Friday, October 17, 2014

Five for Friday: Fall Fall Fall

Linking up with Doodlebugs for another Five for Friday

We are all about bats the past week and a half! Check out Tuesday's book talk here to see what we've been up to!

We went on a field trip around our town and to a farm last week. The kiddos had a fabulous time, especially in the one room school house! The questions were priceless... "how could all those grades fit in here?!" "how did the teacher know what to teach?" "why did the students have to use chalk?" Yes we have reached a generation where very few kiddos have been exposed to chalkboards in a classroom!!!

I've expanded my "teach your hand" to "teach your foot" while students are waiting for the rest of the class to finish writing something down during a whole group lesson. To learn more about teaching your hand and foot, check out this weeks Whole Brain Wednesday.

I've been dying for an excuse to use the magic curtain strategy I learned about in my grad class to build excitement and get students talking about a new unit. We are starting a unit on matter, so I decided to cover up solids, liquids & gases on the carpet to build excitement while my kiddos ate lunch (they eat in my room) wondering why I wouldn't tell them what was hiding under the table cloth!

You might have thought there was candy or critters underneath with how excited they were when I finally revealed what was underneath. After observing and discussing with their partner, they had to make a prediction about what we'd be learning about in science.

We made these awesome pumpkins last year and it took FOREVER... so this year I smartened up and had our 6th grade reading buddies help us out with the cutting. These are really cute and simple... 11 same size orange circles, fold 10 in half and make a slit about half way from the fold side. Slide the folds onto the 1 not-cut circle and spread them out to create the pumpkin look. Then glue on a green stem... easy peasy!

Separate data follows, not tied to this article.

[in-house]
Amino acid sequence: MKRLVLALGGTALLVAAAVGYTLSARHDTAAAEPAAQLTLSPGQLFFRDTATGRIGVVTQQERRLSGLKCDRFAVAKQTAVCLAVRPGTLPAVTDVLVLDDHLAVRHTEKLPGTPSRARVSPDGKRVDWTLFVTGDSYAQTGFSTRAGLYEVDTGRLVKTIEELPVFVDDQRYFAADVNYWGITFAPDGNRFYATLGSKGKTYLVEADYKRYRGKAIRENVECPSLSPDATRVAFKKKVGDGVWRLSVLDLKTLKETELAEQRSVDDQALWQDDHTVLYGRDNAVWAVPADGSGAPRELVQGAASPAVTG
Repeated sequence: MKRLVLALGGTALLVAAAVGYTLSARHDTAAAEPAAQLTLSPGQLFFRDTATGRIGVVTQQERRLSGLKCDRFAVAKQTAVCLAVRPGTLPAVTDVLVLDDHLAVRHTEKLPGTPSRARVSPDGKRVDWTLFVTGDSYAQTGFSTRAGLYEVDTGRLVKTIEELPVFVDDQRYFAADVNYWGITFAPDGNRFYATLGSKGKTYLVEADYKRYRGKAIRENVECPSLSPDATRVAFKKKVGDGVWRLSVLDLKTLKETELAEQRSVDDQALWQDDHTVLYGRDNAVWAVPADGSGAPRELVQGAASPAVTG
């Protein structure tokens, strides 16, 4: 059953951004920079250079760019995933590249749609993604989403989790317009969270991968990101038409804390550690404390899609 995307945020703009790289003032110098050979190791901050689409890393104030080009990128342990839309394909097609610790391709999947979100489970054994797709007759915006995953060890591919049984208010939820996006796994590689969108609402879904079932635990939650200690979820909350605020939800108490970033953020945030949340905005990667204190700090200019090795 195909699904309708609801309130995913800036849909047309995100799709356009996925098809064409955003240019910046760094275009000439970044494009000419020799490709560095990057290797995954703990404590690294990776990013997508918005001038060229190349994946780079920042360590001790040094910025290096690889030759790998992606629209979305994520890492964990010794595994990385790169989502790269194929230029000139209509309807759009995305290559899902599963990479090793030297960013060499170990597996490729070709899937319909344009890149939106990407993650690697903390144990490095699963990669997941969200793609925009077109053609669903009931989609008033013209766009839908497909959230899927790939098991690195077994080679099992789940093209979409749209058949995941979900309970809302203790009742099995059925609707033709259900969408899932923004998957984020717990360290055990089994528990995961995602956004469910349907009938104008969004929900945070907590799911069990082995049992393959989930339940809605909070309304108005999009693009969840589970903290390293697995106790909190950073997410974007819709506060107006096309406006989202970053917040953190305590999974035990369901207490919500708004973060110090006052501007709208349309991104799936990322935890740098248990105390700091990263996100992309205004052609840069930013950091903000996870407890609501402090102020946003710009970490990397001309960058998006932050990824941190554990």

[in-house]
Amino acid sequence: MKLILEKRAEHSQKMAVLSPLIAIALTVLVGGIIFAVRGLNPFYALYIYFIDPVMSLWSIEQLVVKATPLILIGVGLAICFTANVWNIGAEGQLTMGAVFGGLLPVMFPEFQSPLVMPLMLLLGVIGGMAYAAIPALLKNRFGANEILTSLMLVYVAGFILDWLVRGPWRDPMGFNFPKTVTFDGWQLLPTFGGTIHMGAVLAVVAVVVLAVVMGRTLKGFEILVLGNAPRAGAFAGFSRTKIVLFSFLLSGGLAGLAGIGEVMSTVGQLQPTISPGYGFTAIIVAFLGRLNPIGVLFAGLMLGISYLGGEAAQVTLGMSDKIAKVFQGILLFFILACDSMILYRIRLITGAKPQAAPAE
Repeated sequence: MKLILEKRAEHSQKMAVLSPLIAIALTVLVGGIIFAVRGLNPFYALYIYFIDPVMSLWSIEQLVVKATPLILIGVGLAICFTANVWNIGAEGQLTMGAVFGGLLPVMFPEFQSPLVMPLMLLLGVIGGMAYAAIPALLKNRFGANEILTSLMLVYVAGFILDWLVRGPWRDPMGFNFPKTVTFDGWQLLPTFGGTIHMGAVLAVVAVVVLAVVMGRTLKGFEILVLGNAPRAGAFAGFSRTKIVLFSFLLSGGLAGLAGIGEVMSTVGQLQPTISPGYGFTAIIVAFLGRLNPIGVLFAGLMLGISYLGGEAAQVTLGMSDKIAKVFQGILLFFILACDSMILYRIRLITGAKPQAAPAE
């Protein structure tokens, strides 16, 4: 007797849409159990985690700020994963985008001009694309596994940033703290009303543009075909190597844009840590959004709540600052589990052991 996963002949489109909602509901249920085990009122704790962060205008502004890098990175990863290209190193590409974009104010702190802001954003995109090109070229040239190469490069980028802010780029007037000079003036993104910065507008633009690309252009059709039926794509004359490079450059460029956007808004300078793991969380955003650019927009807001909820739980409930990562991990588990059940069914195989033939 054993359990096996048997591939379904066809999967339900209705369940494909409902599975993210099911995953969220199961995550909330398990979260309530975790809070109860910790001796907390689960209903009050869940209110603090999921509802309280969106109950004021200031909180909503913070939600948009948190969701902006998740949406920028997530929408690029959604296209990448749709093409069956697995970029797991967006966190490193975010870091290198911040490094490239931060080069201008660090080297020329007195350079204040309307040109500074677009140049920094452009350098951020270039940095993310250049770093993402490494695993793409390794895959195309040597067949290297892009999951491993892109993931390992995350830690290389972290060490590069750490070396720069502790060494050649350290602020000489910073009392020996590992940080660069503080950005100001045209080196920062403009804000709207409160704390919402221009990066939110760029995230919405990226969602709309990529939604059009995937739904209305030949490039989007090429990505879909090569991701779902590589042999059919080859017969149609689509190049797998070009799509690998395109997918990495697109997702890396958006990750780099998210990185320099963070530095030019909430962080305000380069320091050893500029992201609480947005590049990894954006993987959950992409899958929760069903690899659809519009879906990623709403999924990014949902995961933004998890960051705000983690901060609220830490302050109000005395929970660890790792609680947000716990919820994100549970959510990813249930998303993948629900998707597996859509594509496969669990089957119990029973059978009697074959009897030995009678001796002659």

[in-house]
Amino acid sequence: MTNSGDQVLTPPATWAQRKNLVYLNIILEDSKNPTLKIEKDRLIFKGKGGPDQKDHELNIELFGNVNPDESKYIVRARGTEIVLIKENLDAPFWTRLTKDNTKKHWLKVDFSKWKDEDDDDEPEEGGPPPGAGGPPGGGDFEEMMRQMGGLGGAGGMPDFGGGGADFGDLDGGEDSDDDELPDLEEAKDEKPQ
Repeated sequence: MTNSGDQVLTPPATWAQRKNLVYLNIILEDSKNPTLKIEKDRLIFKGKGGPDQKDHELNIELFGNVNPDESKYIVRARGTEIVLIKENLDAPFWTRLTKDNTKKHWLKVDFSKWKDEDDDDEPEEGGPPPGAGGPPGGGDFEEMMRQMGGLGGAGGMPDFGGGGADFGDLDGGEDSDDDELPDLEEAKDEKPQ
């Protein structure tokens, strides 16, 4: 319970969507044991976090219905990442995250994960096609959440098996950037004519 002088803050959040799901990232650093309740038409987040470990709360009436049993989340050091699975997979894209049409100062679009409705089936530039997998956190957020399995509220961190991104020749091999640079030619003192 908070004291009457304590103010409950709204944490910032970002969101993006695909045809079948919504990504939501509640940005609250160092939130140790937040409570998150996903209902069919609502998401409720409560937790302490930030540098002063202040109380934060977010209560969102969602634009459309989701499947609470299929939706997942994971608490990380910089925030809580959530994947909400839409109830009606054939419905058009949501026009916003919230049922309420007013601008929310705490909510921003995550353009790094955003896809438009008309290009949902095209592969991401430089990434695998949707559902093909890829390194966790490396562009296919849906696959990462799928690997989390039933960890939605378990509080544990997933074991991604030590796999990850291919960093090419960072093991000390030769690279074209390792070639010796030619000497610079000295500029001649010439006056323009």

Have a lovely weekend!

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Wednesday, October 15, 2014

Whole Brain Wednesday: Teach Your Hand!

Hey everyone, I'm here with another Whole Brain Wednesday with another easy to implement WBT strategy...

Teach your hand & Teach your foot...

You all know the dreaded "down time" that no administrator wants to see or hear about... And don't even mention the word "filler!" But as a teacher you know there are times where some of your students are waiting... oftentimes the waiting is for students who are moving more slowly.

Think... stop & jot... you're reading a great read aloud, where students have a sticky note trail. You stop, ask a question, students do a turn & talk (or teach, okay in a WBT classroom) and when they're done talking with their partner they jot their answer on a sticky note. You can probably picture the exact kiddo in your class who will be the last one to finish... every time. You want that kiddo to get the chance to finish, but you don't want the rest of the students just waiting... so, I introduce Teach Your Hand & Teach Your Foot.

In my classroom, anytime we have to stop & jot or record an answer when we are all together in a group, my students know they should "teach their hand" or "teach their foot" the answer when they are done writing. Even in reading groups, kiddos know to "retell their hand" while they wait for other students to finish reading.

It is exactly what it sounds like...
The kiddos whisper teach the answer to their hand OR to their foot! After the first time, when they look at you like you're CRAZY, then giggle uncontrollably as they teach their foot; the kiddos just do it without thinking... they don't sit around and wait, they just KNOW to teach their hand or foot!

And, common, don't they look adorable???

If you love this strategy... I suggest you introduce "teach your hand" first, then when that starts to lose its excitement, tell students they can choose "teach your foot" which will introduce a whole new level of excitement into waiting time!

Enjoy & go teach your foot what you just learned ;)

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Tuesday, October 14, 2014

Book Talk Tuesday: Bats!

After being MIA for a week... I'm linking up with Mrs. Jump for Book Talk Tuesday...

We've been doing lots about BATS in my classroom over the past week and a half or so.
We started off by reading the well-known: Stellaluna.

We read the beginning of the story together (up until when Stellaluna falls into the bird nest) stopped and made a prediction. We then continued reading and students had to identify if their prediction came true or not. If it didn't they had to tell what really happened.

The next day, we retold the story aloud using our Whole Brain Teaching retell gestures... check out #3 on this 5 for Friday post if you're interested in the gestures. We then reread the story and used this retelling scaffold freebie from me to retell the story in writing. It was the first independent retell my kiddos have done, which is why we used the scaffold. Some of my students will use this scaffold for the better part of the year. Others are already ready for less structure.